The Ford 385-series V-8 engine line was named after the crankshaft stroke of the 460 cubic inch V-8, which was 3.85 inches. Replacing the Ford MEL (Mercury-Edsel-Lincoln) engine, this series of engines also later replaced the Ford FE engine. To reduce weight, the 385 utilized a skirtless block and thinwall casting techniques.
The 385 engines were available from 1968 through 1997 and were produced at the Ford Lima engine factory in Lima, Ohio”‚ÄĚreplacing the previous generation MEL motors made there. FE engines, which remained in production at Ford’s Dearborn facility, continued to be used in some vehicles until 1976, at which time the 385 became Ford’s only “big block”¬Ě motor. (The 429 cubic inch version of the 385 replaced the 401, 477, and 534 Super Duty engines in 1982, and the 370 cubic inch edition replaced the 361 FE in 1978.)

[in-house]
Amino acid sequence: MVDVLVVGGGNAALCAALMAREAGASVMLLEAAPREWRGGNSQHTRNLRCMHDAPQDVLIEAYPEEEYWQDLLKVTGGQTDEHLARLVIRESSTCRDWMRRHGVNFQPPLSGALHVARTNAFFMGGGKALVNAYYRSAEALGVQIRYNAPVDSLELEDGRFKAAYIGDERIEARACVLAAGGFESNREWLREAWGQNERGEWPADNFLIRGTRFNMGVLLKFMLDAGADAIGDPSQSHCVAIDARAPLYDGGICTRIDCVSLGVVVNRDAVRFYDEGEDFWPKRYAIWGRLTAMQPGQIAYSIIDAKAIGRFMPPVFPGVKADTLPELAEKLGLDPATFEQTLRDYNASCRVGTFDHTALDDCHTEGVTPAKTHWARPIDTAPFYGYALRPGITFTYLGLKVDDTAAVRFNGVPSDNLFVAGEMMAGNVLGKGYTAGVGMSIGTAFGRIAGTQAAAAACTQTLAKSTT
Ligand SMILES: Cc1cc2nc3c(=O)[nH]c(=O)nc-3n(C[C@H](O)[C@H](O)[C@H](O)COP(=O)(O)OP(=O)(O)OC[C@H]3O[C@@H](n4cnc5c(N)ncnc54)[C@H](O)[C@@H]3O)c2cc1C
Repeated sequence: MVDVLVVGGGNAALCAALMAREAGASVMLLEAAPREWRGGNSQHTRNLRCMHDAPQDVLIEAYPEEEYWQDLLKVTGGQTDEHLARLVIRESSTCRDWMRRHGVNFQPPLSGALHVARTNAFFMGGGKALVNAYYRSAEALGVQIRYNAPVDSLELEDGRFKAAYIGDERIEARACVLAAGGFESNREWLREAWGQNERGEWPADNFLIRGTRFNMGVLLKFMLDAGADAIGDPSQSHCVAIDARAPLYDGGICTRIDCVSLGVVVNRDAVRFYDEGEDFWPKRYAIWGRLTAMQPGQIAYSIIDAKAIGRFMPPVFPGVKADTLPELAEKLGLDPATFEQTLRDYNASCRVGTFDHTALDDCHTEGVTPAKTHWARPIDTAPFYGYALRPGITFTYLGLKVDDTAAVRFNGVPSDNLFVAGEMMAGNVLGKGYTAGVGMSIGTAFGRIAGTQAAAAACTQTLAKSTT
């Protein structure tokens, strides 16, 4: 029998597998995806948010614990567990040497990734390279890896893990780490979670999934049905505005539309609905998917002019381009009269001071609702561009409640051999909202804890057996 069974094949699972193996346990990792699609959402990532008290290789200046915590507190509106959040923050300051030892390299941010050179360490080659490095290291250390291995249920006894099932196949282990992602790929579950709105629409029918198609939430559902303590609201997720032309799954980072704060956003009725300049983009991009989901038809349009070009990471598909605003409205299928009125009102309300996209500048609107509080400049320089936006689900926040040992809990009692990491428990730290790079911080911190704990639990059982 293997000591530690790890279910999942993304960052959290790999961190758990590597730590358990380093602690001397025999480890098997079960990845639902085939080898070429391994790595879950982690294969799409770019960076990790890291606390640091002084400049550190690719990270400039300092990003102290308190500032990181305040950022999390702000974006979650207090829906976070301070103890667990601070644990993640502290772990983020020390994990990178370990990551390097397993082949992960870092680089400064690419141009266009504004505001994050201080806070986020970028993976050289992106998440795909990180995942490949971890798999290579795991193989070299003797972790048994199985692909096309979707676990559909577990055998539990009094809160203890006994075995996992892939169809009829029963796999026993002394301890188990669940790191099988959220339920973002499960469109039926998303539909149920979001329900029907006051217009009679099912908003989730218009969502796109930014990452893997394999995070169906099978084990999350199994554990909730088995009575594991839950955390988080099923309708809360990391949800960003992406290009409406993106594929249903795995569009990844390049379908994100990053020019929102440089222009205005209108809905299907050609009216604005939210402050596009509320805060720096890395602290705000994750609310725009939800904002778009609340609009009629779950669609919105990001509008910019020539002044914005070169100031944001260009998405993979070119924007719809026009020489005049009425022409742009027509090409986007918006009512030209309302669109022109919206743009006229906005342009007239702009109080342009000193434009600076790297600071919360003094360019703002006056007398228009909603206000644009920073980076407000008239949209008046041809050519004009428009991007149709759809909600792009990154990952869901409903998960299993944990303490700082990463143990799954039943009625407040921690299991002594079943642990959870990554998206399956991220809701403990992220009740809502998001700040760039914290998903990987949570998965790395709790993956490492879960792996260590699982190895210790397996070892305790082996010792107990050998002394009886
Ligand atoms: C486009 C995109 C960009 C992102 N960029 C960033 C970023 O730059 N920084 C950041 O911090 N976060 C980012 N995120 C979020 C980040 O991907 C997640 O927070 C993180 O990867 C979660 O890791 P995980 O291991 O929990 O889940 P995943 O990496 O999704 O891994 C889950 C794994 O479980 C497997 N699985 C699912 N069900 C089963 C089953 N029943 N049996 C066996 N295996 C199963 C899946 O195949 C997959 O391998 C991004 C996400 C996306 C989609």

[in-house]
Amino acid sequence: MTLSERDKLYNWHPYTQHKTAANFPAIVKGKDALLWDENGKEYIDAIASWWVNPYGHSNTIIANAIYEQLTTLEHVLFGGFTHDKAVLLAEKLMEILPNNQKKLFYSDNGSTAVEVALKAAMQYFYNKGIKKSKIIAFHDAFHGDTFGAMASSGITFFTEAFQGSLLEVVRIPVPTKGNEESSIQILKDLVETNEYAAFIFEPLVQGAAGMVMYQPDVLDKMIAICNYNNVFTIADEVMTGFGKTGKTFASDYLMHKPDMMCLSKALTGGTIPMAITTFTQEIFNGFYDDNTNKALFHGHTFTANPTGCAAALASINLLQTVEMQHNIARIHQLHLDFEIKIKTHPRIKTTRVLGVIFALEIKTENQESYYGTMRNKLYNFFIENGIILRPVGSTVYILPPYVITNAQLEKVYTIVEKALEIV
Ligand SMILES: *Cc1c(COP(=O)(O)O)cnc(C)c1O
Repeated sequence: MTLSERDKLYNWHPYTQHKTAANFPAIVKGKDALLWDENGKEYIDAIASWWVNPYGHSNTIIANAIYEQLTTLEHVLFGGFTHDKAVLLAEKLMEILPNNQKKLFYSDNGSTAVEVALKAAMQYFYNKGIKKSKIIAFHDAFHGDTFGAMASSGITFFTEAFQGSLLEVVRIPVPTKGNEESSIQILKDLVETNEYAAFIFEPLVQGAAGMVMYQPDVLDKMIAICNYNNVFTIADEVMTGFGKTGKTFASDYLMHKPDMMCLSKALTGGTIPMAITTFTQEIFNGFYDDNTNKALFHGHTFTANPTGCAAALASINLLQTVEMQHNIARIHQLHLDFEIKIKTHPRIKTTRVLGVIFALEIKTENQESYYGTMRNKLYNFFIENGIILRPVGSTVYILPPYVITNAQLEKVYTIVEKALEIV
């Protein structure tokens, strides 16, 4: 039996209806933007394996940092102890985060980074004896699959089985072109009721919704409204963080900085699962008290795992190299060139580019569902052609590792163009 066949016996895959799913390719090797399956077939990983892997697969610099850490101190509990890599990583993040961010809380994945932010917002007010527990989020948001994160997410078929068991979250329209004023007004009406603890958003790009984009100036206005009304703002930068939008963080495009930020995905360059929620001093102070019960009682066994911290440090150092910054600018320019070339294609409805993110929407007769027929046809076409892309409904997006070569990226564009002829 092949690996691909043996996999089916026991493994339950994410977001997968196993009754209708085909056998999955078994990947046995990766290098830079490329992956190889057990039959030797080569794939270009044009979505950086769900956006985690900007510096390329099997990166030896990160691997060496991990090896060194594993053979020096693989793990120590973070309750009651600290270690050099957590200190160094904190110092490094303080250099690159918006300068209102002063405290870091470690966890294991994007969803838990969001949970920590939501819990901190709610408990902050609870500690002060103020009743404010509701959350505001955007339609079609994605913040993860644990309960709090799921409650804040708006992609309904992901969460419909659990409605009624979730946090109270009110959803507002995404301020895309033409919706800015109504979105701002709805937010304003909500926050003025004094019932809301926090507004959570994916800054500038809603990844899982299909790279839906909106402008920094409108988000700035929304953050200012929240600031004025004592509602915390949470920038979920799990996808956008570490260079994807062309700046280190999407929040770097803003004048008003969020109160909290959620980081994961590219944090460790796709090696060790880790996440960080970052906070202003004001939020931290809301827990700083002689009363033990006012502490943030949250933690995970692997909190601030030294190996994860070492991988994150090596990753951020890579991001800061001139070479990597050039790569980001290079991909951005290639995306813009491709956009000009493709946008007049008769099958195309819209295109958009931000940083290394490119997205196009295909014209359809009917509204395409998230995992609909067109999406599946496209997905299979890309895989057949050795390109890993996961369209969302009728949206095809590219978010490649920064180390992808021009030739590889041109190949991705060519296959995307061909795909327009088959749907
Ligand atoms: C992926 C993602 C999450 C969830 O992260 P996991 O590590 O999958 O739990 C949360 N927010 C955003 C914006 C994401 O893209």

These power plants came in three sizes: 370 cubic inch, 6.1 liter; 429 cubic inch 7.0 liter; and 460 cubic inch, 7.5 liter. They were used as the standard engine in Ford F-series trucks. (The 370 cubic inch 385 was used in medium-sized trucks only.) The engines were also used in boats, motor homes, for industrial applications, and installed in Ford’s big luxury automobiles of the 1970s.